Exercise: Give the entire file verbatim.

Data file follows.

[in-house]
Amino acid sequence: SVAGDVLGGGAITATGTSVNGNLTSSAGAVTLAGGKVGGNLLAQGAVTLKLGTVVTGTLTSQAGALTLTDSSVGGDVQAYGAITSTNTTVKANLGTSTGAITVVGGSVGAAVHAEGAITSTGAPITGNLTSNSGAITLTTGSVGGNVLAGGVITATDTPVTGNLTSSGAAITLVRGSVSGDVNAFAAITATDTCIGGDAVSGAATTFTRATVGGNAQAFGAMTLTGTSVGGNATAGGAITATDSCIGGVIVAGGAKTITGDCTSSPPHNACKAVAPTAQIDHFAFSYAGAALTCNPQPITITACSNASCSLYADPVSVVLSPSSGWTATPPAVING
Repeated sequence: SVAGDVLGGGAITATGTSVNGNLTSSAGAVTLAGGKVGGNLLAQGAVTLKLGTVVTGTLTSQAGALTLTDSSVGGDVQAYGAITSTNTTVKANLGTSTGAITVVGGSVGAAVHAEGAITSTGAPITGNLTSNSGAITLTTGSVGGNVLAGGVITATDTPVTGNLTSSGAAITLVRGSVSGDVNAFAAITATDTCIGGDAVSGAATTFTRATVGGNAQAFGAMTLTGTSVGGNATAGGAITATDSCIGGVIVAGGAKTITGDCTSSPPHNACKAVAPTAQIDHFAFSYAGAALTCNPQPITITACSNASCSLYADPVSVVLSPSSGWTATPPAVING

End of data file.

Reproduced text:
[in-house]
Amino acid sequence: SVAGDVLGGGAITATGTSVNGNLTSSAGAVTLAGGKVGGNLLAQGAVTLKLGTVVTGTLTSQAGALTLTDSSVGGDVQAYGAITSTNTTVKANLGTSTGAITVVGGSVGAAVHAEGAITSTGAPITGNLTSNSGAITLTTGSVGGNVLAGGVITATDTPVTGNLTSSGAAITLVRGSVSGDVNAFAAITATDTCIGGDAVSGAATTFTRATVGGNAQAFGAMTLTGTSVGGNATAGGAITATDSCIGGVIVAGGAKTITGDCTSSPPHNACKAVAPTAQIDHFAFSYAGAALTCNPQPITITACSNASCSLYADPVSVVLSPSSGWTATPPAVING
Repeated sequence: SVAGDVLGGGAITATGTSVNGNLTSSAGAVTLAGGKVGGNLLAQGAVTLKLGTVVTGTLTSQAGALTLTDSSVGGDVQAYGAITSTNTTVKANLGTSTGAITVVGGSVGAAVHAEGAITSTGAPITGNLTSNSGAITLTTGSVGGNVLAGGVITATDTPVTGNLTSSGAAITLVRGSVSGDVNAFAAITATDTCIGGDAVSGAATTFTRATVGGNAQAFGAMTLTGTSVGGNATAGGAITATDSCIGGVIVAGGAKTITGDCTSSPPHNACKAVAPTAQIDHFAFSYAGAALTCNPQPITITACSNASCSLYADPVSVVLSPSSGWTATPPAVING